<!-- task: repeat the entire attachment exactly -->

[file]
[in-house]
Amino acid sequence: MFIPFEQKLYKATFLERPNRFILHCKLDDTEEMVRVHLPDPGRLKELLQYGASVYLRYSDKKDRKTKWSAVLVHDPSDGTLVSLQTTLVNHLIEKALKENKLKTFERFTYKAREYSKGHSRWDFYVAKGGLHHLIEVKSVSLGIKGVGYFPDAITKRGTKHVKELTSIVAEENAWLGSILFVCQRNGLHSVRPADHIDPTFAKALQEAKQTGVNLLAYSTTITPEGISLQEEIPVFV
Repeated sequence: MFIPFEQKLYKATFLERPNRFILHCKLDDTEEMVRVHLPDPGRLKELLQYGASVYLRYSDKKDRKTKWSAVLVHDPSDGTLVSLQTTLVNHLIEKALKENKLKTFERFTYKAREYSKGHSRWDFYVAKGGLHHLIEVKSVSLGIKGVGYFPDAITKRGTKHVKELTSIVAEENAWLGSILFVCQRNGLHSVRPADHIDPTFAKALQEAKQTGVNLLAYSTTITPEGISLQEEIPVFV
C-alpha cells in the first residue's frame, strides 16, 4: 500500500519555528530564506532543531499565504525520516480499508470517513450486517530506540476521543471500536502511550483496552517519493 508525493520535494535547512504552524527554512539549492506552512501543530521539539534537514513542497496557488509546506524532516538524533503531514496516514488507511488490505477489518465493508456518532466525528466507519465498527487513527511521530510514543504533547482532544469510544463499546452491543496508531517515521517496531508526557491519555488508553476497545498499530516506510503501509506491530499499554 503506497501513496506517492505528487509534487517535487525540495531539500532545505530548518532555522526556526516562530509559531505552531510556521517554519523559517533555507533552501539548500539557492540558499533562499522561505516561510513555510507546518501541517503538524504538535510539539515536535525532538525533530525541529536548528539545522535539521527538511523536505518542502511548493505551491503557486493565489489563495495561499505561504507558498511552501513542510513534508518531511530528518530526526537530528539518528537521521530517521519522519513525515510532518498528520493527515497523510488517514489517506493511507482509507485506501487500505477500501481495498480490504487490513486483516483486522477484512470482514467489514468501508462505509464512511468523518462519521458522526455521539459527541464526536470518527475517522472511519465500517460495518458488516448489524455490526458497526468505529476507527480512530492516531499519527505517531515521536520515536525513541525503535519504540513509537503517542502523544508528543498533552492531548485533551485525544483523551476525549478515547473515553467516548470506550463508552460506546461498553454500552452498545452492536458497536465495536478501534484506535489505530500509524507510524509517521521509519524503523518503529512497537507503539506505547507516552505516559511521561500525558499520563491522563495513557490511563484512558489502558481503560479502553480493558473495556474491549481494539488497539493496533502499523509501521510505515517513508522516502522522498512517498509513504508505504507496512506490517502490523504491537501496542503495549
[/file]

[in-house]
Amino acid sequence: MFIPFEQKLYKATFLERPNRFILHCKLDDTEEMVRVHLPDPGRLKELLQYGASVYLRYSDKKDRKTKWSAVLVHDPSDGTLVSLQTTLVNHLIEKALKENKLKTFERFTYKAREYSKGHSRWDFYVAKGGLHHLIEVKSVSLGIKGVGYFPDAITKRGTKHVKELTSIVAEENAWLGSILFVCQRNGLHSVRPADHIDPTFAKALQEAKQTGVNLLAYSTTITPEGISLQEEIPVFV
Repeated sequence: MFIPFEQKLYKATFLERPNRFILHCKLDDTEEMVRVHLPDPGRLKELLQYGASVYLRYSDKKDRKTKWSAVLVHDPSDGTLVSLQTTLVNHLIEKALKENKLKTFERFTYKAREYSKGHSRWDFYVAKGGLHHLIEVKSVSLGIKGVGYFPDAITKRGTKHVKELTSIVAEENAWLGSILFVCQRNGLHSVRPADHIDPTFAKALQEAKQTGVNLLAYSTTITPEGISLQEEIPVFV
C-alpha cells in the first residue's frame, strides 16, 4: 500500500519555528530564506532543531499565504525520516480499508470517513450486517530506540476521543471500536502511550483496552517519493 508525493520535494535547512504552524527554512539549492506552512501543530521539539534537514513542497496557488509546506524532516538524533503531514496516514488507511488490505477489518465493508456518532466525528466507519465498527487513527511521530510514543504533547482532544469510544463499546452491543496508531517515521517496531508526557491519555488508553476497545498499530516506510503501509506491530499499554 503506497501513496506517492505528487509534487517535487525540495531539500532545505530548518532555522526556526516562530509559531505552531510556521517554519523559517533555507533552501539548500539557492540558499533562499522561505516561510513555510507546518501541517503538524504538535510539539515536535525532538525533530525541529536548528539545522535539521527538511523536505518542502511548493505551491503557486493565489489563495495561499505561504507558498511552501513542510513534508518531511530528518530526526537530528539518528537521521530517521519522519513525515510532518498528520493527515497523510488517514489517506493511507482509507485506501487500505477500501481495498480490504487490513486483516483486522477484512470482514467489514468501508462505509464512511468523518462519521458522526455521539459527541464526536470518527475517522472511519465500517460495518458488516448489524455490526458497526468505529476507527480512530492516531499519527505517531515521536520515536525513541525503535519504540513509537503517542502523544508528543498533552492531548485533551485525544483523551476525549478515547473515553467516548470506550463508552460506546461498553454500552452498545452492536458497536465495536478501534484506535489505530500509524507510524509517521521509519524503523518503529512497537507503539506505547507516552505516559511521561500525558499520563491522563495513557490511563484512558489502558481503560479502553480493558473495556474491549481494539488497539493496533502499523509501521510505515517513508522516502522522498512517498509513504508505504507496512506490517502490523504491537501496542503495549